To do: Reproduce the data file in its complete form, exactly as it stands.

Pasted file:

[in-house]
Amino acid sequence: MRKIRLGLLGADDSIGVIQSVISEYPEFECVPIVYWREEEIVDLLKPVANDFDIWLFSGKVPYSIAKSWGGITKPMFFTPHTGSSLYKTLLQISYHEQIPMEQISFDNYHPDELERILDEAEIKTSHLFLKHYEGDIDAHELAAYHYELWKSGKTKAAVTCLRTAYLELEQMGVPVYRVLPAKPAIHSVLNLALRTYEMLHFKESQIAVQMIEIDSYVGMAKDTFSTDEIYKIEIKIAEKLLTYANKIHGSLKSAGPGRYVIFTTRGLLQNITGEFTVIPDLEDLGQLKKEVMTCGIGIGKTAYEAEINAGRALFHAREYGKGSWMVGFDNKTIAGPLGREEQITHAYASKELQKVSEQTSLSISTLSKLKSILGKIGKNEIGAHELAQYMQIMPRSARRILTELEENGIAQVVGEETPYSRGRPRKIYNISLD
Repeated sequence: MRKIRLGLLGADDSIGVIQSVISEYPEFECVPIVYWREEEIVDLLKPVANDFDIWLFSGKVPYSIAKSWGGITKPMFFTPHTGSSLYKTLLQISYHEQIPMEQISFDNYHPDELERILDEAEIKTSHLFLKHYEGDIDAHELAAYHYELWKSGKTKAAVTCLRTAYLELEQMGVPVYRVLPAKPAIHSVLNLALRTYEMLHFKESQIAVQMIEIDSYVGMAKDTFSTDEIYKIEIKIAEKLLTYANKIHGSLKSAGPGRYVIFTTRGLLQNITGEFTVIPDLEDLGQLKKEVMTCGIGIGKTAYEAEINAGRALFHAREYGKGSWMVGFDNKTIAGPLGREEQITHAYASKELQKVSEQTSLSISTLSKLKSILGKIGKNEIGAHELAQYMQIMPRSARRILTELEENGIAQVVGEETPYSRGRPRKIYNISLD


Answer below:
[in-house]
Amino acid sequence: MRKIRLGLLGADDSIGVIQSVISEYPEFECVPIVYWREEEIVDLLKPVANDFDIWLFSGKVPYSIAKSWGGITKPMFFTPHTGSSLYKTLLQISYHEQIPMEQISFDNYHPDELERILDEAEIKTSHLFLKHYEGDIDAHELAAYHYELWKSGKTKAAVTCLRTAYLELEQMGVPVYRVLPAKPAIHSVLNLALRTYEMLHFKESQIAVQMIEIDSYVGMAKDTFSTDEIYKIEIKIAEKLLTYANKIHGSLKSAGPGRYVIFTTRGLLQNITGEFTVIPDLEDLGQLKKEVMTCGIGIGKTAYEAEINAGRALFHAREYGKGSWMVGFDNKTIAGPLGREEQITHAYASKELQKVSEQTSLSISTLSKLKSILGKIGKNEIGAHELAQYMQIMPRSARRILTELEENGIAQVVGEETPYSRGRPRKIYNISLD
Repeated sequence: MRKIRLGLLGADDSIGVIQSVISEYPEFECVPIVYWREEEIVDLLKPVANDFDIWLFSGKVPYSIAKSWGGITKPMFFTPHTGSSLYKTLLQISYHEQIPMEQISFDNYHPDELERILDEAEIKTSHLFLKHYEGDIDAHELAAYHYELWKSGKTKAAVTCLRTAYLELEQMGVPVYRVLPAKPAIHSVLNLALRTYEMLHFKESQIAVQMIEIDSYVGMAKDTFSTDEIYKIEIKIAEKLLTYANKIHGSLKSAGPGRYVIFTTRGLLQNITGEFTVIPDLEDLGQLKKEVMTCGIGIGKTAYEAEINAGRALFHAREYGKGSWMVGFDNKTIAGPLGREEQITHAYASKELQKVSEQTSLSISTLSKLKSILGKIGKNEIGAHELAQYMQIMPRSARRILTELEENGIAQVVGEETPYSRGRPRKIYNISLD